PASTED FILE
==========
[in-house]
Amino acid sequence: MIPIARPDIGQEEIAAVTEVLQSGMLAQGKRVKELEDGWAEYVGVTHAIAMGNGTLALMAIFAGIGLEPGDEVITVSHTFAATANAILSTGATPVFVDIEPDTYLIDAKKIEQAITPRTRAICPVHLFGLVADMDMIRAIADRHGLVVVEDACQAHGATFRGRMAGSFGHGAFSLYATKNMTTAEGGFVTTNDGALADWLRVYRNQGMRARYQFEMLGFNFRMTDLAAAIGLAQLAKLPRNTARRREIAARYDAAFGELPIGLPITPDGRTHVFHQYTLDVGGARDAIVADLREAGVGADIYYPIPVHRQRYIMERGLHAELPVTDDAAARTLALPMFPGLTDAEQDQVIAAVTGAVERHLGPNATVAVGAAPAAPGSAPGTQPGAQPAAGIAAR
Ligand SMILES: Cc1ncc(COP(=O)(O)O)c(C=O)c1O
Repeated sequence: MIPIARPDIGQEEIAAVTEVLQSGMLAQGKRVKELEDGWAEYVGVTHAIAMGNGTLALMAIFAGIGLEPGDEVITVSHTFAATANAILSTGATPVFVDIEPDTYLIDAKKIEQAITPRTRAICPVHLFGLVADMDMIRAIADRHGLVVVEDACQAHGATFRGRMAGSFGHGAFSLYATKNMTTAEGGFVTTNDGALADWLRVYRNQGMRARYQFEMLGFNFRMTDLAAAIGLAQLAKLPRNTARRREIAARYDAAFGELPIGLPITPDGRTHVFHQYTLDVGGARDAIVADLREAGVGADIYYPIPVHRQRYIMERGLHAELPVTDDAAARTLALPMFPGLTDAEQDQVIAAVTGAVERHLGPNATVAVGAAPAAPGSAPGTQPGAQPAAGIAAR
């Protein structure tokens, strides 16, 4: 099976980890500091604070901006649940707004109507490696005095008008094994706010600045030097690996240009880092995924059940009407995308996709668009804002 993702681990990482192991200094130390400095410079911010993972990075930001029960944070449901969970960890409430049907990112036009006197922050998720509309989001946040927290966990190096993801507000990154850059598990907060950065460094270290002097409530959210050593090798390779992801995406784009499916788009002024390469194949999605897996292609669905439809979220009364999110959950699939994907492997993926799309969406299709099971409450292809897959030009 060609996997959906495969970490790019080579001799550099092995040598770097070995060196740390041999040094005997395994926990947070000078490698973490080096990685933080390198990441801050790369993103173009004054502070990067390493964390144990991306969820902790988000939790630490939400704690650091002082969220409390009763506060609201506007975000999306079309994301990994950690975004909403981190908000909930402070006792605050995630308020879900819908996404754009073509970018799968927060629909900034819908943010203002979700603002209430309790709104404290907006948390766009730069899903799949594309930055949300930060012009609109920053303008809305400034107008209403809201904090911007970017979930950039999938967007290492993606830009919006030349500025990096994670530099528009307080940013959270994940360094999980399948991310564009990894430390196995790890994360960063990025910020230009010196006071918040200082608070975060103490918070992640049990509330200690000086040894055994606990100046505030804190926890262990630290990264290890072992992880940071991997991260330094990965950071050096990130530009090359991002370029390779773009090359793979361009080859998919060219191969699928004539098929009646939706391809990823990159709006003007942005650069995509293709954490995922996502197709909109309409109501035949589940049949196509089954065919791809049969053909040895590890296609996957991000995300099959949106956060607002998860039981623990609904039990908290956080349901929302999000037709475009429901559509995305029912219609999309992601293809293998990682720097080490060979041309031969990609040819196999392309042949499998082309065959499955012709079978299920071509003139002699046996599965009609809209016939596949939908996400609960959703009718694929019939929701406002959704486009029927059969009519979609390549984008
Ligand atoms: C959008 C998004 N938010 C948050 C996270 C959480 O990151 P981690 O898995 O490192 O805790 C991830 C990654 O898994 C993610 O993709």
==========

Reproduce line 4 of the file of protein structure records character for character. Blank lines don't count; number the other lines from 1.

Repeated sequence: MIPIARPDIGQEEIAAVTEVLQSGMLAQGKRVKELEDGWAEYVGVTHAIAMGNGTLALMAIFAGIGLEPGDEVITVSHTFAATANAILSTGATPVFVDIEPDTYLIDAKKIEQAITPRTRAICPVHLFGLVADMDMIRAIADRHGLVVVEDACQAHGATFRGRMAGSFGHGAFSLYATKNMTTAEGGFVTTNDGALADWLRVYRNQGMRARYQFEMLGFNFRMTDLAAAIGLAQLAKLPRNTARRREIAARYDAAFGELPIGLPITPDGRTHVFHQYTLDVGGARDAIVADLREAGVGADIYYPIPVHRQRYIMERGLHAELPVTDDAAARTLALPMFPGLTDAEQDQVIAAVTGAVERHLGPNATVAVGAAPAAPGSAPGTQPGAQPAAGIAAR